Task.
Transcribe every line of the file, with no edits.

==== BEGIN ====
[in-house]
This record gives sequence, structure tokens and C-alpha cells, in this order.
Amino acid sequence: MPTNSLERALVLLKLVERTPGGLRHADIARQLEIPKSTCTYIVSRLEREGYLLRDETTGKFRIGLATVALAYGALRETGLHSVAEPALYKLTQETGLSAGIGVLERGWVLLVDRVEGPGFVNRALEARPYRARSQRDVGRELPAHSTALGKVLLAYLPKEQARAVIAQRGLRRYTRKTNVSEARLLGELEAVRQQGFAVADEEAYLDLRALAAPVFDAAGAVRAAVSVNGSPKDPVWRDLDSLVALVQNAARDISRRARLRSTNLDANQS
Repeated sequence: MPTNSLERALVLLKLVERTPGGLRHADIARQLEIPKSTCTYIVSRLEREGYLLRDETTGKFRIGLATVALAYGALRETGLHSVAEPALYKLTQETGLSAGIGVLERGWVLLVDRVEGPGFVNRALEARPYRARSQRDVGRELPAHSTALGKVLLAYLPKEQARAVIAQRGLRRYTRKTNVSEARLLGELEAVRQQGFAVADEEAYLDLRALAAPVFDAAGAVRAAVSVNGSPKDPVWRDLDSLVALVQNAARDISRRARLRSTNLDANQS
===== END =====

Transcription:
[in-house]
This record gives sequence, structure tokens and C-alpha cells, in this order.
Amino acid sequence: MPTNSLERALVLLKLVERTPGGLRHADIARQLEIPKSTCTYIVSRLEREGYLLRDETTGKFRIGLATVALAYGALRETGLHSVAEPALYKLTQETGLSAGIGVLERGWVLLVDRVEGPGFVNRALEARPYRARSQRDVGRELPAHSTALGKVLLAYLPKEQARAVIAQRGLRRYTRKTNVSEARLLGELEAVRQQGFAVADEEAYLDLRALAAPVFDAAGAVRAAVSVNGSPKDPVWRDLDSLVALVQNAARDISRRARLRSTNLDANQS
Repeated sequence: MPTNSLERALVLLKLVERTPGGLRHADIARQLEIPKSTCTYIVSRLEREGYLLRDETTGKFRIGLATVALAYGALRETGLHSVAEPALYKLTQETGLSAGIGVLERGWVLLVDRVEGPGFVNRALEARPYRARSQRDVGRELPAHSTALGKVLLAYLPKEQARAVIAQRGLRRYTRKTNVSEARLLGELEAVRQQGFAVADEEAYLDLRALAAPVFDAAGAVRAAVSVNGSPKDPVWRDLDSLVALVQNAARDISRRARLRSTNLDANQS